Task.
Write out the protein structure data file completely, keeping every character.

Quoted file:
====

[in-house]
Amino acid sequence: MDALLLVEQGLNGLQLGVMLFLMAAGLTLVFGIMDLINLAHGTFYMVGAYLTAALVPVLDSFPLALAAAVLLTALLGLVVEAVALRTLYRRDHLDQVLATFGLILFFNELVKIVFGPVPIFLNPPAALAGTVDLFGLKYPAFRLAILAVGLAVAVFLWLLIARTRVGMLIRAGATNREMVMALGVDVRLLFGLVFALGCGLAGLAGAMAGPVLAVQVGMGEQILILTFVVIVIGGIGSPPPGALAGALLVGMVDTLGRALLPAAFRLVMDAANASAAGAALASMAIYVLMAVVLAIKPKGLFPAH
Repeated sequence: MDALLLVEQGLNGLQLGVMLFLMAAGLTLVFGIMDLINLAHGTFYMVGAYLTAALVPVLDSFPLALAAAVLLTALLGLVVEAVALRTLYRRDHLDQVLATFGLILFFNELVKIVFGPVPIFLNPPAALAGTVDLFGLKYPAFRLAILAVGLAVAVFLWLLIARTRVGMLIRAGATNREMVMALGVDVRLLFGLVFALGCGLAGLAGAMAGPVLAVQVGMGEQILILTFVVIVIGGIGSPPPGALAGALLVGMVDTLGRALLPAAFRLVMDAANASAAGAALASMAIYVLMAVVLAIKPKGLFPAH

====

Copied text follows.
[in-house]
Amino acid sequence: MDALLLVEQGLNGLQLGVMLFLMAAGLTLVFGIMDLINLAHGTFYMVGAYLTAALVPVLDSFPLALAAAVLLTALLGLVVEAVALRTLYRRDHLDQVLATFGLILFFNELVKIVFGPVPIFLNPPAALAGTVDLFGLKYPAFRLAILAVGLAVAVFLWLLIARTRVGMLIRAGATNREMVMALGVDVRLLFGLVFALGCGLAGLAGAMAGPVLAVQVGMGEQILILTFVVIVIGGIGSPPPGALAGALLVGMVDTLGRALLPAAFRLVMDAANASAAGAALASMAIYVLMAVVLAIKPKGLFPAH
Repeated sequence: MDALLLVEQGLNGLQLGVMLFLMAAGLTLVFGIMDLINLAHGTFYMVGAYLTAALVPVLDSFPLALAAAVLLTALLGLVVEAVALRTLYRRDHLDQVLATFGLILFFNELVKIVFGPVPIFLNPPAALAGTVDLFGLKYPAFRLAILAVGLAVAVFLWLLIARTRVGMLIRAGATNREMVMALGVDVRLLFGLVFALGCGLAGLAGAMAGPVLAVQVGMGEQILILTFVVIVIGGIGSPPPGALAGALLVGMVDTLGRALLPAAFRLVMDAANASAAGAALASMAIYVLMAVVLAIKPKGLFPAH